H. Edward Garrett, gentleman, clinician, scholar, and surgeon extraordinaire, died on May 8, 1996, of the consequences of chronic hepatitis, which he contracted while caring for his fellow man. This unique individual was instrumental in developing vascular surgery as a specialty. He was a member of the small committee that established vascular training in the United States and was the principal member of the American Board of Surgery to write the original examination for Certification of Special Qualifications in General Vascular Surgery. The subscribers and readers of this Journal are indebted to Dr. Garrett, for it was while he was President of the Society for Vascular Surgery in 1982 that the presidents of the joint council appointed an ad hoc committee for the formation of a journal devoted to vascular surgery, that is, the Journal of Vascular Surgery.
Ed was born in Pensacola, Fla., in 1926 and attended Pensacola High School, where he graduated in 1944. He entered the service for a brief tour at the end of World War II and returned to attend Auburn University in Alabama, where he obtained a Bachelor of Science degree and was a member of Pi Kappa Alpha fraternity. He attended Emory University School of Medicine, where he met and married Christine Hambric in 1951, and he graduated in 1953, serving as president of Alpha Omega Alpha Honorary Society. Dr. Garrett served 2 ½ years of general surgery residency at Vanderbilt University before serving 2 years in the Army Medical Corps in a MASH unit during the Korean War. He received the Commendation Ribbon and Pendant medal for bravery after a daring rescue of wounded civilians behind enemy lines. After discharge from the army, he completed his training in general and thoracic surgery at Baylor University under the direction of Dr. Michael DeBakey.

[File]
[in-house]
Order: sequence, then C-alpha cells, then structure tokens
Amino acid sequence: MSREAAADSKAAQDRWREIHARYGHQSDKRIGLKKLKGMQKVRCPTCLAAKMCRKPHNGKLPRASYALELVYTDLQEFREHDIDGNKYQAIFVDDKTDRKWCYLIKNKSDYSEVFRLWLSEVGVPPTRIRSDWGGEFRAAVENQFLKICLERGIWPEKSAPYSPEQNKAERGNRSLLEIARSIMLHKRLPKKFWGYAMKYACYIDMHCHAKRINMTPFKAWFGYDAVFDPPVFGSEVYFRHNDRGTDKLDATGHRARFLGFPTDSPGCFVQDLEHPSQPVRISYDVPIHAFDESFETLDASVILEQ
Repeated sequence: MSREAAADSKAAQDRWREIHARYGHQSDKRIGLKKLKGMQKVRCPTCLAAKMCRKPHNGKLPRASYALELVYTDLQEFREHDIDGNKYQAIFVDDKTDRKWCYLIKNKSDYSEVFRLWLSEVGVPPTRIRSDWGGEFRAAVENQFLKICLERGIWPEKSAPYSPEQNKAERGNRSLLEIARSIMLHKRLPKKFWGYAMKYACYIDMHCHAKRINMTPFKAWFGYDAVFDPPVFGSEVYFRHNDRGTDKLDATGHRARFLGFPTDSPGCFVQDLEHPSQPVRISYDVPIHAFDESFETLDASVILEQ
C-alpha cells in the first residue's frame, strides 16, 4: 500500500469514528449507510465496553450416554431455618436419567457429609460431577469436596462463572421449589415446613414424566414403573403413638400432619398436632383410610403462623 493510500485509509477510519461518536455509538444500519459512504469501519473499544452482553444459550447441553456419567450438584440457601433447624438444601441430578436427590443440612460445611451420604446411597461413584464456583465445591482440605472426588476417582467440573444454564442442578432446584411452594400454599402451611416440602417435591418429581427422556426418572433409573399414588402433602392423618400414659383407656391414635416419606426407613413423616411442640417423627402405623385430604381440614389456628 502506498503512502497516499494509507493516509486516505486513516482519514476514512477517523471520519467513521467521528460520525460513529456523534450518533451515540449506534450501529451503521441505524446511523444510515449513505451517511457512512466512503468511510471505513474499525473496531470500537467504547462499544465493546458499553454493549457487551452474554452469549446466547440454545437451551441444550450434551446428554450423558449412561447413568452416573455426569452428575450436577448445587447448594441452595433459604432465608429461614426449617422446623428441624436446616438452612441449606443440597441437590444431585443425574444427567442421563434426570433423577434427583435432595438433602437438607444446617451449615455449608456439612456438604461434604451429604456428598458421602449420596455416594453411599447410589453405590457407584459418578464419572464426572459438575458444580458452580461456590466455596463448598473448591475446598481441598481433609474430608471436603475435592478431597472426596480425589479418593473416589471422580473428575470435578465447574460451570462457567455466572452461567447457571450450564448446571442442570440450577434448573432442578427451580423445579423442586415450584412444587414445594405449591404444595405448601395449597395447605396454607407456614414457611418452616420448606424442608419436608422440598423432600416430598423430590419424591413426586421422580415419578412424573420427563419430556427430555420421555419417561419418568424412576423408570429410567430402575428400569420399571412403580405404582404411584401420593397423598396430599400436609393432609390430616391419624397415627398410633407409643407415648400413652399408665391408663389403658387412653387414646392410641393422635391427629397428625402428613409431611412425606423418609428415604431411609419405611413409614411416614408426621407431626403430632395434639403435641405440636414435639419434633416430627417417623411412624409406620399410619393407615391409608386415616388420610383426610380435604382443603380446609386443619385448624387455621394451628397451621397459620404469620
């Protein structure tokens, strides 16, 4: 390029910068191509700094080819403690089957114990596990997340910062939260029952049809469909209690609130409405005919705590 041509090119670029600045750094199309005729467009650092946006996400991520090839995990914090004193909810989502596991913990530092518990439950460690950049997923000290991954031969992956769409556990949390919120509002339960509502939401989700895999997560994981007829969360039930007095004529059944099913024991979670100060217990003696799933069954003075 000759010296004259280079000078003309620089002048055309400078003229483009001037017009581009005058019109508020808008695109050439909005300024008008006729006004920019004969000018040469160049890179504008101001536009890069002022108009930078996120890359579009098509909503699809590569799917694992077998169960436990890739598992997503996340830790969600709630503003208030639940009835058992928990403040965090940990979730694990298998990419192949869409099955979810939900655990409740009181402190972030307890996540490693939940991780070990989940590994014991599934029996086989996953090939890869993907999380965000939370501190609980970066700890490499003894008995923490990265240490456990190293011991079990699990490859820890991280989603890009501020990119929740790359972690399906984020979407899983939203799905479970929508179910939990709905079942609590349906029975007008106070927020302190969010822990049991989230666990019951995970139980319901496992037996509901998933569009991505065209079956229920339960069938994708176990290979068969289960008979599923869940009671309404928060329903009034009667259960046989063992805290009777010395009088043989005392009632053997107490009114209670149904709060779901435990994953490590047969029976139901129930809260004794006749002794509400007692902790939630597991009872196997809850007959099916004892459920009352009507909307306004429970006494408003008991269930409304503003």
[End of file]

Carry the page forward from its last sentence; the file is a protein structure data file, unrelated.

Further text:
On completion of his training, Dr. Garrett was appointed to the faculty at Baylor University and for 6 years personally directed Dr. DeBakey's clinical service when it was at the height of activity. During this period, he performed the world's first successful coronary artery bypass procedure in 1964 and published the first series of bypass operations to arteries below the knee in 1965. In 1967, he moved to Memphis, Tenn., where for 5 years he served as Chairman of the Section of Cardiothoracic Surgery at the University of Tennessee, and from 1982 to 1992 served as Chief of Vascular Surgery.
Dr. Garrett was a member of both the American Board of Surgery and the American Board of Thoracic Surgery. He practiced as a member of the medical staff of Baptist Memorial Hospital and served as Chief of Staff. He was a member of numerous surgical organizations, including the American Surgical Association, the Southern Surgical Association, the Society for Vascular Surgery, the American Association for Thoracic Surgery, the Society for Thoracic Surgery, and the International Society for Cardiovascular Surgery's North American Chapter. He served as President of the Society for Vascular Surgery in 1982; was a founding member and President of the Southern Association for Vascular Surgery in 1989; and was President of the Michael E. DeBakey International Cardiovascular Society in 1990. He received the John Gibbon Award for Lifetime Achievement in 1989 from the American Society of Extracorporeal Technology (AMSECT).
Ed was a devoted husband, and he and Chris were the parents of four lovely children: Ed, Chris, Ann, and John, and are fortunate in having eight grandchildren. Their favorite pastime was companionship with their family, be it at their beautiful home in Memphis or at their fishing camp in Cocodrie, La.
Ed was a highly respected surgeon whose pioneering efforts gave growing acceptance of vascular surgery as a freestanding specialty. He contributed his skills in cardiovascular surgery to a broad spectrum of patients with compassion and perseverance of intent. It is hoped that this nobleness will be transmitted to those he trained and to his fellow specialists. We will miss this wise and tolerant leader, but will reflect on his achievements as a true stimulus.
Author of Memoriam for Dr. Garrett, Sr.: John L. Ochsner, MD